jamestown - The British island of St. Helena, one of the world's most remote places, has been able to welcome the first commercial flight on Saturday to drive the spot.
During the landing there was applause, and tears flowed. An airport has been mentioned since 1930. 'I have never felt emotionally emotional today,' Libby Weir-Breen said. She has been bringing tourists to the island for 12 years, 1900 kilometers away from the coast of Angola, in the midst of the Atlantic Ocean.
Weir-Breen 'had never thought that would happen'. Not strange, because the island has hardly flat parts and building an airport is difficult. When a certain area on the nomination stood for an airport, it appeared that a fatal species threatened to die.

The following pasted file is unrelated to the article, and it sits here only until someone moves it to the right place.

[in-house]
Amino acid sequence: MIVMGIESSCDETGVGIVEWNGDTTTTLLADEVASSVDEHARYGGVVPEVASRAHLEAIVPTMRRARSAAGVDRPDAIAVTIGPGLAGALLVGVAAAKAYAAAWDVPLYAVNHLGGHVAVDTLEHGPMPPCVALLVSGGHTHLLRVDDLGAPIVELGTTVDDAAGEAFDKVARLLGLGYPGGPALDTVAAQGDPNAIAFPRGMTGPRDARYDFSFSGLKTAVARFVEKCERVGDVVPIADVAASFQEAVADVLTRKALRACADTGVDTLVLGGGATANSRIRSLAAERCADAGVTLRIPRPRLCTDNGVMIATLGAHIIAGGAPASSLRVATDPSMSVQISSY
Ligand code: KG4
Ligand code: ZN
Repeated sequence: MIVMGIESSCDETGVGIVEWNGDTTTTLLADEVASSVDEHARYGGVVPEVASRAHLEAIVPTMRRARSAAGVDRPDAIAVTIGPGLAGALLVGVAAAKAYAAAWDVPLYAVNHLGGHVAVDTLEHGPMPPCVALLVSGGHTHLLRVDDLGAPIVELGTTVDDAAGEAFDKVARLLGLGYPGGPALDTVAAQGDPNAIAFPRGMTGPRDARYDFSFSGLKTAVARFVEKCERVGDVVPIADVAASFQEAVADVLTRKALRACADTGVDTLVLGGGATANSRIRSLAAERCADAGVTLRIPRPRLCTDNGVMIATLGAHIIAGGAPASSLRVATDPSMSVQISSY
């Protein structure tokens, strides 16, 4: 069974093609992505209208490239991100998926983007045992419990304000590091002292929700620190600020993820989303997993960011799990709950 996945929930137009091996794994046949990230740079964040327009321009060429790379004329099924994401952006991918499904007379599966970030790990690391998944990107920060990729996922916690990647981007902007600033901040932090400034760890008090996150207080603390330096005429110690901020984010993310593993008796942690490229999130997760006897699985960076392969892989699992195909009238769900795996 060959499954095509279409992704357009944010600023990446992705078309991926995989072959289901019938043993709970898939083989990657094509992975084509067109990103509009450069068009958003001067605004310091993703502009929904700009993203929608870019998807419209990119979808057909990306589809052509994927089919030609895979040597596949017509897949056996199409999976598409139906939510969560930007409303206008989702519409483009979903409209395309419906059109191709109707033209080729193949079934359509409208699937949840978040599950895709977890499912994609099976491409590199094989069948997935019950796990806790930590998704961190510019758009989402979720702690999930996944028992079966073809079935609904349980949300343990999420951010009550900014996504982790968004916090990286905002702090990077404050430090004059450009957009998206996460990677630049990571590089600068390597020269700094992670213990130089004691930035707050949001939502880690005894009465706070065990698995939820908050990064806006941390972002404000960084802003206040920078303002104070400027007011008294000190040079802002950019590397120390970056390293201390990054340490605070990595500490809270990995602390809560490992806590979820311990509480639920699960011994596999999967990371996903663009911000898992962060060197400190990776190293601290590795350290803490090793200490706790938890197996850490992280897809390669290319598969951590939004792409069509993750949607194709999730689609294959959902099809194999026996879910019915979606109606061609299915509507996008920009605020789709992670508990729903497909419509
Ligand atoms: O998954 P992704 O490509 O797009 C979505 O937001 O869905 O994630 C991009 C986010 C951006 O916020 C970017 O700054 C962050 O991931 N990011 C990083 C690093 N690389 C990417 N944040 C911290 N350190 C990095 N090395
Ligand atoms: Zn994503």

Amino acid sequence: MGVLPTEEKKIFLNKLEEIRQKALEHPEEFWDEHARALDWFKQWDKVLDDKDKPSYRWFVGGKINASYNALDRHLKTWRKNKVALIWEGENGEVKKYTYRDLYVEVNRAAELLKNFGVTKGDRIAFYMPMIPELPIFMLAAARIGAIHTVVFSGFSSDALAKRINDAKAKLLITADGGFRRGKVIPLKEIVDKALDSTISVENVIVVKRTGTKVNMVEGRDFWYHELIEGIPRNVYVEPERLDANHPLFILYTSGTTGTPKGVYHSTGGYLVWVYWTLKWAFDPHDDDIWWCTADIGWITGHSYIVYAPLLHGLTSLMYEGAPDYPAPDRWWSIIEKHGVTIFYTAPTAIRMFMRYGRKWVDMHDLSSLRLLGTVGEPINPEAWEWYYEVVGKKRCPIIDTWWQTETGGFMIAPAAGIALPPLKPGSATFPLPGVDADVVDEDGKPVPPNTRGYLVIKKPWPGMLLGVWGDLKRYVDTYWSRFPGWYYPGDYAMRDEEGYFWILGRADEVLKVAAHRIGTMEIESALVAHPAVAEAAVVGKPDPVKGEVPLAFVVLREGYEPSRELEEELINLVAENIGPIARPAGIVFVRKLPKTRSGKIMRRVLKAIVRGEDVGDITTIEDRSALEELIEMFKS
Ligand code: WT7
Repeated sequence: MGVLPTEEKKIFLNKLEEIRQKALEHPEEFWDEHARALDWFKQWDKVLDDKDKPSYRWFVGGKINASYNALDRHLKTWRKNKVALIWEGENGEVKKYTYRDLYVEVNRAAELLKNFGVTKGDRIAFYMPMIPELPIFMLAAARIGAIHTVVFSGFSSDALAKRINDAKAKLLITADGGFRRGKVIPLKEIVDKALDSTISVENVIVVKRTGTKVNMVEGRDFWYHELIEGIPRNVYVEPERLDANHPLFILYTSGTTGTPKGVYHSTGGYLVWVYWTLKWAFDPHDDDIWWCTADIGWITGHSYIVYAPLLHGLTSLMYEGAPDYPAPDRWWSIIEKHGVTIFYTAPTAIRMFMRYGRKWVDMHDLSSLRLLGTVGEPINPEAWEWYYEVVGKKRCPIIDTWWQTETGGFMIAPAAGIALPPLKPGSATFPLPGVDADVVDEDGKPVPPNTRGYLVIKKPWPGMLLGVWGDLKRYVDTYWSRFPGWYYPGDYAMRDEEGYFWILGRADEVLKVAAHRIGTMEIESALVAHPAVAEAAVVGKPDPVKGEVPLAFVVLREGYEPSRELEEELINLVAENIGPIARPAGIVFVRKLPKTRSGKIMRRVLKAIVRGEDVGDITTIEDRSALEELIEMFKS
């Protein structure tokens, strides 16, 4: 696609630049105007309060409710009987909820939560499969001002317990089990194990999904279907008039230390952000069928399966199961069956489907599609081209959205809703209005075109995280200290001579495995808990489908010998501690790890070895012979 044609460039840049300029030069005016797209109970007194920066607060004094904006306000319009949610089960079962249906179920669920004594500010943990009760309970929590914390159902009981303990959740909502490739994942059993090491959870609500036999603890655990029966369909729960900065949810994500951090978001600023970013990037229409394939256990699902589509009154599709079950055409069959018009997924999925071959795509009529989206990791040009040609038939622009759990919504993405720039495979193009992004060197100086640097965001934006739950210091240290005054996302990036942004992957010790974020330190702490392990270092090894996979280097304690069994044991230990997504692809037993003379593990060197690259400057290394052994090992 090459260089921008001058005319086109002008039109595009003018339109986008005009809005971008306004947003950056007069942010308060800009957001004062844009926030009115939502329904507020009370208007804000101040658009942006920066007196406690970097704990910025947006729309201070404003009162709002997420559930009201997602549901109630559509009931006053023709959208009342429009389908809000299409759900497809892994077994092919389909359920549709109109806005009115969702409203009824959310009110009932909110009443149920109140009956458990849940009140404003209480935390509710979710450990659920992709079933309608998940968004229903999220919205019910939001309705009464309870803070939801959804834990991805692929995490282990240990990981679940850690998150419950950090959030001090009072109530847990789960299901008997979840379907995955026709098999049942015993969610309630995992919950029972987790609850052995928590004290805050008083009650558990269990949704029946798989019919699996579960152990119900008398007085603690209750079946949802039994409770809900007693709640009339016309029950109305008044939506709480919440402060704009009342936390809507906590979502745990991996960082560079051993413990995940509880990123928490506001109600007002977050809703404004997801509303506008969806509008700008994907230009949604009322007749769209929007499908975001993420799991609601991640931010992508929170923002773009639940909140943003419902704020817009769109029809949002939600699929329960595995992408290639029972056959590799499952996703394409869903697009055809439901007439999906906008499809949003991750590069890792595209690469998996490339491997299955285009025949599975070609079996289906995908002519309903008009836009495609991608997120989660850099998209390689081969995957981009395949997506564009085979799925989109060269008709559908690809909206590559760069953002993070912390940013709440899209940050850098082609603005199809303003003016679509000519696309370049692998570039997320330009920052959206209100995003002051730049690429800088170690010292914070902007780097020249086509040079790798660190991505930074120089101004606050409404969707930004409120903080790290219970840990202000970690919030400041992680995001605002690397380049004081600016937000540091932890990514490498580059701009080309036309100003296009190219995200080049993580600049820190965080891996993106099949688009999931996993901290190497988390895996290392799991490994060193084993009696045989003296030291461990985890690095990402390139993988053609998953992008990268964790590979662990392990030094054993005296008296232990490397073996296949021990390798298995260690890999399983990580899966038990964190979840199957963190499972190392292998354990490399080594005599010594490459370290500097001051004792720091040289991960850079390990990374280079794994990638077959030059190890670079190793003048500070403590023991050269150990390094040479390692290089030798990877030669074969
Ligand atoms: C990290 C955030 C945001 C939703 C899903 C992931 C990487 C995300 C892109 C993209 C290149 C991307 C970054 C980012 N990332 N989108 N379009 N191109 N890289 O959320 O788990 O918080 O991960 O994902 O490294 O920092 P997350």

Since then disappointment came after disappointment. As a result, the costs went high, up to the horrors of the government. When the airport was finally finished in 2016, the first flight had to be delayed due to hard winds. That was corn on the mill of the already Cynic British press: the building was baptized into 'most useless airport on earth'.
Peperduur is another qualification that may be in place: the price tag stood at 320 million euros. Revenue is 67. 000 euro per inhabitant.